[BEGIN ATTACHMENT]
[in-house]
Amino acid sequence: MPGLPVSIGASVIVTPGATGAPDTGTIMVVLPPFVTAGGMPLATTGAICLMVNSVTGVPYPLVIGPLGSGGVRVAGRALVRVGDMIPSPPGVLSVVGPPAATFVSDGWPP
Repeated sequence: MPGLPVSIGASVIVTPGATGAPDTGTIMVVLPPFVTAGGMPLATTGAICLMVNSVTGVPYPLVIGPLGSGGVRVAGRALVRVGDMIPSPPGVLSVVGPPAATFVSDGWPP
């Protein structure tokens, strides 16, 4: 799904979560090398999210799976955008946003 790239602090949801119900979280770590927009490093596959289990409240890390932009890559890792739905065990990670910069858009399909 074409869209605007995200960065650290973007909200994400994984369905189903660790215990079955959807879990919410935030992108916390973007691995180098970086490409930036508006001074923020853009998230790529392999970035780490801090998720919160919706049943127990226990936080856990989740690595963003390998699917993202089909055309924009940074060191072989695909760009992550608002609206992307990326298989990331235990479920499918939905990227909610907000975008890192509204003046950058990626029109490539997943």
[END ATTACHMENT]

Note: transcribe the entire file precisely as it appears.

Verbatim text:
[in-house]
Amino acid sequence: MPGLPVSIGASVIVTPGATGAPDTGTIMVVLPPFVTAGGMPLATTGAICLMVNSVTGVPYPLVIGPLGSGGVRVAGRALVRVGDMIPSPPGVLSVVGPPAATFVSDGWPP
Repeated sequence: MPGLPVSIGASVIVTPGATGAPDTGTIMVVLPPFVTAGGMPLATTGAICLMVNSVTGVPYPLVIGPLGSGGVRVAGRALVRVGDMIPSPPGVLSVVGPPAATFVSDGWPP
């Protein structure tokens, strides 16, 4: 799904979560090398999210799976955008946003 790239602090949801119900979280770590927009490093596959289990409240890390932009890559890792739905065990990670910069858009399909 074409869209605007995200960065650290973007909200994400994984369905189903660790215990079955959807879990919410935030992108916390973007691995180098970086490409930036508006001074923020853009998230790529392999970035780490801090998720919160919706049943127990226990936080856990989740690595963003390998699917993202089909055309924009940074060191072989695909760009992550608002609206992307990326298989990331235990479920499918939905990227909610907000975008890192509204003046950058990626029109490539997943």